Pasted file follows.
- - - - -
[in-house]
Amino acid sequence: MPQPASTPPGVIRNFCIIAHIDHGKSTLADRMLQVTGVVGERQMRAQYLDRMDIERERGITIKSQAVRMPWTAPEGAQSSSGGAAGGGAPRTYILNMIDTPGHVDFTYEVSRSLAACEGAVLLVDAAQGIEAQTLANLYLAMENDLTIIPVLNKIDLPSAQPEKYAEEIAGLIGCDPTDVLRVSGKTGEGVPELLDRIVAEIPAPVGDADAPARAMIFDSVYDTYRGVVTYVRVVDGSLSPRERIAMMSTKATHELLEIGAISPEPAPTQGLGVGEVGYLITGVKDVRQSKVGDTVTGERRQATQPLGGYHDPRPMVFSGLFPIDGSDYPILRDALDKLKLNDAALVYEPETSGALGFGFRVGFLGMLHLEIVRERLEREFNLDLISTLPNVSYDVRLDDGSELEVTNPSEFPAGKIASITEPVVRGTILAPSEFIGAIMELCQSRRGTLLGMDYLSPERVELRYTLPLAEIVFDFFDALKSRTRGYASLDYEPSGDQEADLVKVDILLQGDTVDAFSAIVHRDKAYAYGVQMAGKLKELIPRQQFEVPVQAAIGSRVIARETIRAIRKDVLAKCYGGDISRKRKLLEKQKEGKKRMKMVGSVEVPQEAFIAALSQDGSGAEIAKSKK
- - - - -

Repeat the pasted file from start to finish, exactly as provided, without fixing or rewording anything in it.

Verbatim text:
[in-house]
Amino acid sequence: MPQPASTPPGVIRNFCIIAHIDHGKSTLADRMLQVTGVVGERQMRAQYLDRMDIERERGITIKSQAVRMPWTAPEGAQSSSGGAAGGGAPRTYILNMIDTPGHVDFTYEVSRSLAACEGAVLLVDAAQGIEAQTLANLYLAMENDLTIIPVLNKIDLPSAQPEKYAEEIAGLIGCDPTDVLRVSGKTGEGVPELLDRIVAEIPAPVGDADAPARAMIFDSVYDTYRGVVTYVRVVDGSLSPRERIAMMSTKATHELLEIGAISPEPAPTQGLGVGEVGYLITGVKDVRQSKVGDTVTGERRQATQPLGGYHDPRPMVFSGLFPIDGSDYPILRDALDKLKLNDAALVYEPETSGALGFGFRVGFLGMLHLEIVRERLEREFNLDLISTLPNVSYDVRLDDGSELEVTNPSEFPAGKIASITEPVVRGTILAPSEFIGAIMELCQSRRGTLLGMDYLSPERVELRYTLPLAEIVFDFFDALKSRTRGYASLDYEPSGDQEADLVKVDILLQGDTVDAFSAIVHRDKAYAYGVQMAGKLKELIPRQQFEVPVQAAIGSRVIARETIRAIRKDVLAKCYGGDISRKRKLLEKQKEGKKRMKMVGSVEVPQEAFIAALSQDGSGAEIAKSKK